II. Defendants' Objections to Plaintiff's Exhibits

         As a preliminary matter, Defendants object to ten of Plaintiff's exhibits submitted with her Response to the Motion: Exhibits G, I, J, K, L, M, R, S, T, and U. Reply 3. Of these, Exhibit G is titled “Timeline” and provides dates and a description of purported events related to this case, but it does not cite to portions of the record to support the stated events; Exhibits I, J, L, M, R, S, and U appear to be various internet printouts; Exhibit K purports to be a draft study by the U.S. Department of the Treasury; and Exhibit T purports to be a press release from the Department of the Treasury. None of these documents are accompanied by an affidavit of authenticity.

         Defendants argue these exhibits should be excluded, because they are not admissible evidence. “A court may not consider all proffered evidence when ruling on a summary judgment motion; only admissible evidence may enter the analysis.” Bullock v. Wayne, 623 F.Supp.2d 1247, 1252 (D. Colo. 2009). “While the party opposing summary judgment need not produce evidence in a form that would be admissible at trial, the content or substance of the evidence must be admissible.” Law Co. v. Mohawk Constr. & Supply Co., 577 F.3d 1164, 1170 (10th Cir. 2009) (quoting Wright-Simmons v. City of Okla. City, 155 F.3d 1264, 1268 (10th Cir. 1998)). As for the attached documents, “[a]s a condition precedent to admissibility, Fed.R.Evid. 901 requires authentication or identification with ‘evidence sufficient to support a finding that the matter in question is what its proponent claims.'” Strepka v. Jonsgaard, No. 10-cv-00320-PAB-KMT, 2011 WL 2883375, at *6 (D. Colo. July 18, 2011); see Jaramillo, 2011 WL 662778, at *3 (“The document is not authenticated; it is not sufficiently identified; it appears to be impermissible hearsay; and it contains no facial indicia of reliability. Therefore, the document is not appropriate for consideration on summary judgment.”).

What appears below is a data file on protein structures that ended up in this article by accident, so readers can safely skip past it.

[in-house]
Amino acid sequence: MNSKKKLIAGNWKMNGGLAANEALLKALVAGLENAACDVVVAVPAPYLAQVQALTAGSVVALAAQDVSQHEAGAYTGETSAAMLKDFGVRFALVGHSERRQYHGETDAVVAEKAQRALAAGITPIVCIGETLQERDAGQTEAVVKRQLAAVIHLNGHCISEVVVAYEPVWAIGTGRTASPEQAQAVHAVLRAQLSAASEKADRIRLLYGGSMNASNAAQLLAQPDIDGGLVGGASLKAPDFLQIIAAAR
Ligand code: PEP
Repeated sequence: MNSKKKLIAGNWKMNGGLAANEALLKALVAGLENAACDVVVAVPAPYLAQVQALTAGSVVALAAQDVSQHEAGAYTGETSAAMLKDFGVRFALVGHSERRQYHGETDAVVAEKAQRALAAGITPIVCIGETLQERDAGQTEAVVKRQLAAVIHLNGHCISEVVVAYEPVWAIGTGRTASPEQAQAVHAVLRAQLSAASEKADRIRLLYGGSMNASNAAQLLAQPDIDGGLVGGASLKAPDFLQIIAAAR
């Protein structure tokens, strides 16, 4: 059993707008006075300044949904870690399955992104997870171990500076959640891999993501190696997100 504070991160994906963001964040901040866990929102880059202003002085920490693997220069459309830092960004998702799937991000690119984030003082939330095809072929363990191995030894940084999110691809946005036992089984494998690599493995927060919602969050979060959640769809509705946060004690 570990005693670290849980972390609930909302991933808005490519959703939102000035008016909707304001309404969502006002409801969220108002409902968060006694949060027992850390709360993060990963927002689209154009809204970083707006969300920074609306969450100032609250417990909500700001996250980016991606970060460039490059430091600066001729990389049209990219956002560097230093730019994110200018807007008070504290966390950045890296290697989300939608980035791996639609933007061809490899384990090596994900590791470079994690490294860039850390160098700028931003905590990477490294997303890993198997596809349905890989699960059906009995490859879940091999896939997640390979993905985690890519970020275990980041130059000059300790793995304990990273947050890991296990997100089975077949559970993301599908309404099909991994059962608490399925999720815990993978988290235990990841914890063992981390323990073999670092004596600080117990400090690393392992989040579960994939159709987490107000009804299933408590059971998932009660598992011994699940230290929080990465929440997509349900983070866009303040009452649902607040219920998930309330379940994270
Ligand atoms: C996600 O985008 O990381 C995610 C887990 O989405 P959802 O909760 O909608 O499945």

Here, Plaintiff has not accompanied the above-listed exhibits with an affidavit that authenticates the documents. Therefore, Plaintiff has not presented sufficient evidence to “support a finding that the item is what the proponent claims it is.” Fed.R.Evid. 901(a). Therefore, I respectfully recommend that the documents may not be considered for the Motion.

         III. Findings of Fact

         The Court makes the following findings of fact viewed in the light most favorable to Plaintiff, who is the non-moving party in this matter.

         1. Plaintiff attended Washburn University in Topeka, Kansas, from 1980 to 1983 and 1993 to 1997. She graduated with a Bachelor of Arts in English in 1997. Resp. 1; see Mot. Summ. J. ¶ 1.

         2. Plaintiff financed her education, in part, with federal Stafford loans. From 1993 to 1996, Plaintiff completed five applications for federal loans. Resp. ¶ 1; Reply ¶ 2; see Aff. of Michelle Iorio (“Iorio Aff.”) ¶ 7, ECF No. 134-2. Plaintiff also worked full time to finance her college degree. Resp. ¶ 1; Reply ¶ 1.

         3. Plaintiff received six disbursements of student loans, which occurred as follows: (1) $1, 500 on October 6, 1993; (2) $2, 000 on September 30, 1994; (3) $2, 153 on October 2, 1995; (4) $747 on October 2, 1995; (5) $873 on August 7, 1996; and (6) $1, 000 on August 27, 1996 (the “Loans”). Mot. Summ. J. ¶ 4; Resp. ¶ 4.

         4. NSL, operating either as NSL, Navient Solutions, Inc., or Sallie Mae, Inc., serviced the Loans from the time they were first disbursed. Mot. Summ. J. ¶¶ 5-6; Iorio Aff. ¶¶ 9, 12.[1]

         5. NSL previously conducted business as “Sallie Mae, Inc.” Sallie Mae, Inc. changed its name to “Navient Solutions, Inc.” effective May 1, 2014. Navient Solutions, Inc. converted to a limited liability company and changed its name to Navient Solutions, LLC effective January 31, 2017.[2] Mot. Summ. ...